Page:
Britain voted Thursday in an election that started out as an attempt by Prime Minister Theresa May to increase her party's majority in Parliament ahead of Brexit negotiations but was upended by terror attacks in Manchester and London during the campaign's closing days.
Britain voted Thursday in an election that started out as an attempt by Prime Minister Theresa May to increase her party's majority in Parliament ahead of Brexit negotiations but was upended by terror attacks in Manchester and London during the campaign's closing days. Jane Barlow - PA via AP

Conservatives set to win in bad news for Aussies

AUSTRALIANS living and working in the UK could bear the brunt of a crackdown on immigration under a Conservative government, which polls show is on track for victory.

The final Ipsos MORI figures showed Prime Minister Theresa May's government set to gain a majority of 44 per cent over 36 per cent for Labour.

It would translate into a gain of around 40 seats for the Conservatives meaning the gamble Mrs May made in April when she decided to call the election three years early paid off.

However it's just one of several recent polls that show a range of results from a 15 per cent win to a hung parliament.

The results for first exit polls will be published just before 7am AEDT, with the critical seats called between 9am and 1pm Friday, AEDT.

A Conservative win will be good news for financial markets which traded flat on Thursday, braced for a "triple threat" of the UK vote, ECB meeting and explosive testimony from former FBI Director James Comey.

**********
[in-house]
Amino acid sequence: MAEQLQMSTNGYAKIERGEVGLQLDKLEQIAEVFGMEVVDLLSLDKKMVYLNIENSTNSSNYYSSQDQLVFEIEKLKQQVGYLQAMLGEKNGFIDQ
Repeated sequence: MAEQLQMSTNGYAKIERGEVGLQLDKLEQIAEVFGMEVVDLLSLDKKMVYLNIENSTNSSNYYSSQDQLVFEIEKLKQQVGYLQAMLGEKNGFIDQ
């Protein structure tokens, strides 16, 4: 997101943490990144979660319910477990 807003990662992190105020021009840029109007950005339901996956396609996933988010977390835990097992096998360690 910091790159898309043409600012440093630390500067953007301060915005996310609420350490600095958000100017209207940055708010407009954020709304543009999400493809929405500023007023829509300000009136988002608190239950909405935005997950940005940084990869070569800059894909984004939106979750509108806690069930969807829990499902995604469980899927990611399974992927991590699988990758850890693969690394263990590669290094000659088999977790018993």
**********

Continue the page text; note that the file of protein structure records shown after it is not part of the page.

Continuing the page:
OANDA Senior Market Analyst Craig Erlam warned "things could get messy" for currency markets if the results do not show the clear Conservative majority traders expect.

"The problem now is that with sterling trading at near nine-month highs against the dollar, having gradually rallied since the start of the month, it is vulnerable to a sharp decline if things don't go as planned. Should we see a hung parliament then things could get messy," he wrote in a research note.

It could also complicate life for Australians living and working in the UK who are set to become subject to tougher immigration laws. The Conservatives have pledged to "bear down" on the number of people entering the country, bringing it down to the tens of thousands annually from more than 200,000 at present.

It's the third major vote in three years for British voters and comes less than one year after the Brexit referendum that saw the UK choose to leave the European Union by 52 per cent to 48 per cent.

That result saw Conservative PM David Cameron resign and be replaced by Mrs May. She called a snap election in April this year when she had more than 20 points over Labour leader Jeremy Corbyn in a bid to strengthen her hand in Brexit negotiations with 27 EU member states.

However missteps during the campaign and a focus on domestic policy have seen Mr Corbyn narrow the gap.

The 68-year-old anti-war activist has campaigned on a far-left platform of higher taxes and increased government spending with nationalising rail and water services. While some in the Labour Party have quit cabinet positions over his leadership, he has inspired hundreds of thousands of others with his authentic approach.


Scottish voter James Forrester told for him, Brexit and Scottish Independence are at the top of the agenda and he's looking at "which leader presents the strongest deal from the Brexit negotiations."